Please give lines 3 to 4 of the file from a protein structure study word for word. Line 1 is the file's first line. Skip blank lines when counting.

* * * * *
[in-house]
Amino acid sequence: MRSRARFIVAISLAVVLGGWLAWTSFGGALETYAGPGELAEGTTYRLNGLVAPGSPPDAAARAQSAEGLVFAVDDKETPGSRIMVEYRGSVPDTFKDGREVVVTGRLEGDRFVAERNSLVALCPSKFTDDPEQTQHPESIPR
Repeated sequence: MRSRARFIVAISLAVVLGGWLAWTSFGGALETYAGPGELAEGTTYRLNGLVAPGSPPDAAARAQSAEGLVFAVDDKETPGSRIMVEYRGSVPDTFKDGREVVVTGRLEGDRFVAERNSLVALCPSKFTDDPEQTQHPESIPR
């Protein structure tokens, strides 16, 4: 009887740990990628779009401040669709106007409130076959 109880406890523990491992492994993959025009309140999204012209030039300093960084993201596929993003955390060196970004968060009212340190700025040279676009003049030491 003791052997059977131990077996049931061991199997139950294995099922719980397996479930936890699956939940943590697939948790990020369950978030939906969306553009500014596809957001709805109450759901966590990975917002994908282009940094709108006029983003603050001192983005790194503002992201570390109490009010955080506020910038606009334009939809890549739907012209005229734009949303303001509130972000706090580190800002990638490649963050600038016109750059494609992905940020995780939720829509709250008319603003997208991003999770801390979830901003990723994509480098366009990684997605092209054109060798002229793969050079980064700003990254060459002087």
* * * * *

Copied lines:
Repeated sequence: MRSRARFIVAISLAVVLGGWLAWTSFGGALETYAGPGELAEGTTYRLNGLVAPGSPPDAAARAQSAEGLVFAVDDKETPGSRIMVEYRGSVPDTFKDGREVVVTGRLEGDRFVAERNSLVALCPSKFTDDPEQTQHPESIPR
């Protein structure tokens, strides 16, 4: 009887740990990628779009401040669709106007409130076959 109880406890523990491992492994993959025009309140999204012209030039300093960084993201596929993003955390060196970004968060009212340190700025040279676009003049030491 003791052997059977131990077996049931061991199997139950294995099922719980397996479930936890699956939940943590697939948790990020369950978030939906969306553009500014596809957001709805109450759901966590990975917002994908282009940094709108006029983003603050001192983005790194503002992201570390109490009010955080506020910038606009334009939809890549739907012209005229734009949303303001509130972000706090580190800002990638490649963050600038016109750059494609992905940020995780939720829509709250008319603003997208991003999770801390979830901003990723994509480098366009990684997605092209054109060798002229793969050079980064700003990254060459002087």